While a very valid point, there are several pieces of this that bother me. First off, Twitter has not been a startup for sometime. Twitter is indeed a media, communication and entertainment company now. That mission of transparency lingers from the days when it was a social network, of sorts. A way to communication 140-characters of random thoughts or events with anyone who would listen. That was then.
The IPO is the symptom of a larger shift that has been happening within Twitter for years now. They are no longer a social network. That is not a plausible business option for them. Yes, Twitter is inherently social, but it is not Facebook. It’s currency is information, news. That is Twitter’s business now. It is a smart business decision to keep the news about their IPO under wraps because of that shift.
Ben Thompson arguing that we’re getting a lower priced iPhone now because the internals of the iPhone 5 (which the iPhone 5C will reportedly use) are finally “good enough”:
In fact, the primary mistake Apple has made, if they made one, was in determining exactly where the “good enough” line is at. The iPhone 4S is arguably “good enough” and could have been the basis for a mid-range model last year. Apple thought otherwise though; I would imagine a not insignificant factor is that the iPhone 5 is the first iPhone with a fully Apple-designed SoC, the A6.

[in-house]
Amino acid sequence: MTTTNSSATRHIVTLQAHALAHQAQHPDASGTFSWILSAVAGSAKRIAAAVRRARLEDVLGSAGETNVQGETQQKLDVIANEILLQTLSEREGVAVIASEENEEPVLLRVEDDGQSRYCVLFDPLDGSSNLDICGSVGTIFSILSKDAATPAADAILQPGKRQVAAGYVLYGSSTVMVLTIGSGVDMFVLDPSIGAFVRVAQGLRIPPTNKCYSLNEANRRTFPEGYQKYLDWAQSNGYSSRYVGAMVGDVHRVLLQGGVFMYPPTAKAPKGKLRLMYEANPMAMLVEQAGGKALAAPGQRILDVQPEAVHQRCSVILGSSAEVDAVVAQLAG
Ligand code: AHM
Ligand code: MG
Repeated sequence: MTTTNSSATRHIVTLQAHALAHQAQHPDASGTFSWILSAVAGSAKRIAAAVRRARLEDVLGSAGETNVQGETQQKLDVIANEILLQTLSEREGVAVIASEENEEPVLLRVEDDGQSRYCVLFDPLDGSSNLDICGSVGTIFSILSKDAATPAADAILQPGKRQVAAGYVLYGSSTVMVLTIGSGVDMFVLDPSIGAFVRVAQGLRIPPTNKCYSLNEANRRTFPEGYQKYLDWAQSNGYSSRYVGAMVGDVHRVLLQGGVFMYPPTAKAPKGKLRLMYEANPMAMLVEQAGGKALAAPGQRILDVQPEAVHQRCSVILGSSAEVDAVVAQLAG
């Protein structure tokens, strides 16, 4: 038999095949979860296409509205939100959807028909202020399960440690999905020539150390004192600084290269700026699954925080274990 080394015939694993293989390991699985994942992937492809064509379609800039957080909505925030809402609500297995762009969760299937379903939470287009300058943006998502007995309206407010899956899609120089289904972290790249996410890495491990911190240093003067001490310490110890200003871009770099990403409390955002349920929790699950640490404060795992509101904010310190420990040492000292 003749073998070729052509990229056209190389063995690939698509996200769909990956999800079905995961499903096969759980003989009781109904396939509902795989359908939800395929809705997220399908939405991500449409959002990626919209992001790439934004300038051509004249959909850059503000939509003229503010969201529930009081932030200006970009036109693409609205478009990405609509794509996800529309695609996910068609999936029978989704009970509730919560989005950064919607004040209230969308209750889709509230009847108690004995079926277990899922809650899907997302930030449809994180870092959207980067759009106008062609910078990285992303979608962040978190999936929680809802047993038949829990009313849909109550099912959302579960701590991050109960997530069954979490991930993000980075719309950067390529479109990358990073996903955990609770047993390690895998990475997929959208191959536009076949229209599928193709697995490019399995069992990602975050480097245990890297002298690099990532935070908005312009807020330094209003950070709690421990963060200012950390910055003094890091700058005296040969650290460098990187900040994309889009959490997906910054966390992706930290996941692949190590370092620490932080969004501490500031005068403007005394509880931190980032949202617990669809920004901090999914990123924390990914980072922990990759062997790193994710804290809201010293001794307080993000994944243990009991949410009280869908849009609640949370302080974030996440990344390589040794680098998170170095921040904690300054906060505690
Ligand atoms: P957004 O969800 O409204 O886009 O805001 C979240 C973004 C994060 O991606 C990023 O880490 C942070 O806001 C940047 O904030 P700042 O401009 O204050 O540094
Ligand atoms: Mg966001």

The big question mark for tomorrow remains what price this iPhone 5C will come in at? Thompson makes the case for $450 (unsubsidized) and $99 (subsidized) — with a $0 subsidized price point being possible as well (matching the current iPhone 4). That doesn’t seem cheap because it’s not. But it is still $200 cheaper than the current (unsubsidized) iPhone 5.
Remember also that the 32GB iPod touch currently costs $299 (unsubsidized, of course). If you think Apple is going to sell the iPhone 5C for a cheaper price than that, you’re crazy. It’s a higher-end machine. $350 may be possible (well, $349 in Apple parlance) if Apple really wanted to be aggressive. But I agree that $450 would be more likely. We’ll see tomorrow.
We are paying for the high-end brand. It is all about the name, the symbol because, let’s be honest, other phones do more and offer more.
'Build it and they will come' as a business strategy does not work. Not just for the business, but it does not create a strong brand representation and voice that goes along with their offering. The value proposition is not just the product, but the cultural, meaningful value that goes along with the brand.
These startups that are ‘making’ and ‘hacking,’ many trying to solve a weak problem with flashy design and MVP design to get something out the door and an article in Fast Company. They don’t last. They are fad-based because the goal of them all along was not to solve a crucial problem or even designed that way. If the product and business are not designed to last on their own, then they will quickly fade from the collective consciousness.
What is missing is the holistic perspective from innovation and how creation of a product or service depends on everything in the organization working together for a common goal, not their own independently.